The Auditor-General has faulted the GETFUND for its haphazard doling out of scholarships without following its own laid down procedures.
In a report littered with a litany of infractions, the Auditor-General said it found more than 1,200 beneficiaries who did not submit basic documents such as admission letters.
But it did not stop the GETFUND administrator Sam Garba from approving financial aid to the applicants.
The report speculates that it is possible these applicants “searched for schools after they had been awarded the scholarships.”
According to GETFUND’s own guidelines for approving financial aid, an applicant was required to submit seven documents.
The documents were: admission letter, past academic certificates, transcripts, Curriculum Vitae, proof of nationality, national service certificate (to be submitted by post graduate applicants) and recommendation letters (to be submitted by workers).
But in a staggering example of poor management, “GETFund did not follow the guidelines purported to have been obtained from Scholarships Secretariat, neither did they comply with best practices used by recognised scholarship awarding institutions such as the GNPC Learning Foundation in granting scholarships.”
Of the 3,112 applicants who obtained scholarships, only 12 submitted a complete set of required documents.
For those required to submit recommendation letters, several of them simply submitted notes “notes on complementary cards from Members of Parliament, Ministers of State, presidential staffers, heads of faculties and other influential
The Auditor-General’s report covered the activities of GETFUND from 2012 to 2018. The report expressed concern that at least 80% of scholarships were granted to finance education abroad in contravention to the stated aims of the law.
The GETFUND Act prioritises funding for education in Ghana.
The performance audit report on the GETFund Secretariat condemned the former administrator for abusing his powers.
“The Administrator solely approved or rejected an application for scholarship. There was no panel to interview candidates neither did he formally interview applicants to determine their suitability for selected courses of study.”
It said the GETFUND secretariat “failed to establish a robust selection process to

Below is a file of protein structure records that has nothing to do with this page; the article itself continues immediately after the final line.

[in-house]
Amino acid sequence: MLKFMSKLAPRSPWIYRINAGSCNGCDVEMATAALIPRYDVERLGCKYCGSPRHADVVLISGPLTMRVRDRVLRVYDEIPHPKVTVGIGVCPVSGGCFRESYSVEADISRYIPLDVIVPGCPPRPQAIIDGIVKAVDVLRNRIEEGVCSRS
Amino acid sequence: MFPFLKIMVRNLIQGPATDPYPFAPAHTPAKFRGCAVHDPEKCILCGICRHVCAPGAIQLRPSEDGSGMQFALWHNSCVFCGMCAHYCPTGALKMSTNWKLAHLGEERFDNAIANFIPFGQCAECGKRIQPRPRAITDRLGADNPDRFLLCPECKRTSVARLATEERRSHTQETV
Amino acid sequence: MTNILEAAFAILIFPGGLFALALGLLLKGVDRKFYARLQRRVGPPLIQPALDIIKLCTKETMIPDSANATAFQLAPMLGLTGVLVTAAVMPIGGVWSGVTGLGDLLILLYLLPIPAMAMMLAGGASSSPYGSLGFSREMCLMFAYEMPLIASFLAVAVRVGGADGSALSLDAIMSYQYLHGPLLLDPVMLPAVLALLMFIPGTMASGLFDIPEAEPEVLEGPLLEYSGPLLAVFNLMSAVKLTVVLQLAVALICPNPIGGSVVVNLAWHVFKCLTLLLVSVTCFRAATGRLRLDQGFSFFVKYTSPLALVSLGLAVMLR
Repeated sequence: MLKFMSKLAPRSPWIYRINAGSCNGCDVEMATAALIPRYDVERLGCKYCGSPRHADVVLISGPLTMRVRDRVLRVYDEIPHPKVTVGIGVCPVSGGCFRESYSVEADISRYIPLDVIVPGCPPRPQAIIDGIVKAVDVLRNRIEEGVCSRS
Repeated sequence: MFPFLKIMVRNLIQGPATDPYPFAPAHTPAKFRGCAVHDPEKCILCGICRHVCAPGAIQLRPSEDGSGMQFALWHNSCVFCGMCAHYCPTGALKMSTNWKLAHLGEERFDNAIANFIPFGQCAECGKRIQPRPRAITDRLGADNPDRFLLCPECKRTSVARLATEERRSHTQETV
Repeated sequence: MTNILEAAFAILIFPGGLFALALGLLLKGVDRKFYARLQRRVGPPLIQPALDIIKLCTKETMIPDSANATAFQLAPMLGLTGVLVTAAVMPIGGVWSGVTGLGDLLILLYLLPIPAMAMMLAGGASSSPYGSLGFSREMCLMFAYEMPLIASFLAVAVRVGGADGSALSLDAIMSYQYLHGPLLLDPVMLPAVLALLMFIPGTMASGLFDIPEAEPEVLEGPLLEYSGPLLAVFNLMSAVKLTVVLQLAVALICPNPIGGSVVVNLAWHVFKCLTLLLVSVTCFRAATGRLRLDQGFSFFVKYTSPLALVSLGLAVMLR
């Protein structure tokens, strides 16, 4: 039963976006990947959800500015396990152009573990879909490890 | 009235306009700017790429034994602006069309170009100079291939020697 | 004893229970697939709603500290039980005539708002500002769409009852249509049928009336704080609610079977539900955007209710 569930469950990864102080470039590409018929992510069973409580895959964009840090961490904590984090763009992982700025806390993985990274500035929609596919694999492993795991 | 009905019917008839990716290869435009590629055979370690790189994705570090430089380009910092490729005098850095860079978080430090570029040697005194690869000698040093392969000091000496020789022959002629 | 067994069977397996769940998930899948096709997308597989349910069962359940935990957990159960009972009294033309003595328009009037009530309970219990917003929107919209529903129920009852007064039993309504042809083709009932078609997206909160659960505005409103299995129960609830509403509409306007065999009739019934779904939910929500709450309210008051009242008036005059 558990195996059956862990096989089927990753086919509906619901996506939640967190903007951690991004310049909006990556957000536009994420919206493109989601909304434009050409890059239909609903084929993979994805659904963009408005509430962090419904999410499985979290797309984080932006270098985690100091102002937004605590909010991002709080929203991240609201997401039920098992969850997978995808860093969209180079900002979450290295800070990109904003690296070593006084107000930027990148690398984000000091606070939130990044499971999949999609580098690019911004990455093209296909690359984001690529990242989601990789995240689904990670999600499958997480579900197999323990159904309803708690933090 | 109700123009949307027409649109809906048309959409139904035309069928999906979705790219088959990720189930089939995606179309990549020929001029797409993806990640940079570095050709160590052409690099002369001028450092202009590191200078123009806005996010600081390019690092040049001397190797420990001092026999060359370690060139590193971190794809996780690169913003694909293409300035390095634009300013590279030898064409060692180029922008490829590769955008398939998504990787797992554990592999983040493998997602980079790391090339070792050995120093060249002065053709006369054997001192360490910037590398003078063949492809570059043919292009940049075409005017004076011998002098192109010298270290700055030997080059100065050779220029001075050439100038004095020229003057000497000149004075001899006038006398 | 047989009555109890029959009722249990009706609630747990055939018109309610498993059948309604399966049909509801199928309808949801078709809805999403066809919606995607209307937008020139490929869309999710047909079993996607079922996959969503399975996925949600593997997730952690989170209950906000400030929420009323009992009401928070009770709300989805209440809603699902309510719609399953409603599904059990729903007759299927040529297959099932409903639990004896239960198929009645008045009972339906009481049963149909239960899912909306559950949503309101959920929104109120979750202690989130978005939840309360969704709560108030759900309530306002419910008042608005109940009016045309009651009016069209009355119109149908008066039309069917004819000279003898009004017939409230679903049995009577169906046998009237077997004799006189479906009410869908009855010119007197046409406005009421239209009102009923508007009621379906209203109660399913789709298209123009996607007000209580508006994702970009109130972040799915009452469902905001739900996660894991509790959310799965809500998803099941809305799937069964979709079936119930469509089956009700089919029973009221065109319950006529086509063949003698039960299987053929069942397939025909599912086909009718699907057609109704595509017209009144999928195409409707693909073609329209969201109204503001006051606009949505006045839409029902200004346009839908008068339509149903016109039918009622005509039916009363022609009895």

ensure scholarships were granted to Ghanaians meeting some predetermined
“The selection process for scholarship award by GETFund Secretariat was non-structured, unfair, dominated by one person and porous. This allowed the Administrator to select any applicant of his choice to benefit at the expense of other Ghanaians who might have been brilliant and in need of the award.”
The report also listed the negative effects of poor scrutiny and the failure to conduct a robust selection of applicants for an award.
- Four beneficiaries were awarded scholarships even though they did not have the prerequisite grades in English language as demanded by the schools they intended to enrol,
- Eight applicants residing abroad who claimed to be Ghanaian students in the middle of their studies requested support and the Administrator approved the payment of $562,307.20 on their behalf without any verification or evaluation of their claims,
- 86 beneficiaries who were Members of Parliament, politicians, media practitioners, lecturers, heads of institutions and associates were granted scholarships totalling $4,766,257.48 other than needy Ghanaian applicants.
- GETFund Secretariat awarded scholarships totalling $1,531,364.87 to 30 lecturers from public universities who by-passed the Faculty Development Grant facility (a sponsorship grant available to lecturers with a more stringent selection process),
- 59 beneficiaries of GETFund scholarship were awarded additional scholarships to pursue further studies without going through a selection process.
Auditor General indicated in the report that it may disallow the expenditures by GETFund Secretariat in the management of foreign scholarships which he deems
were contrary to law and surcharge the persons involved.
Download (PDF, Unknown)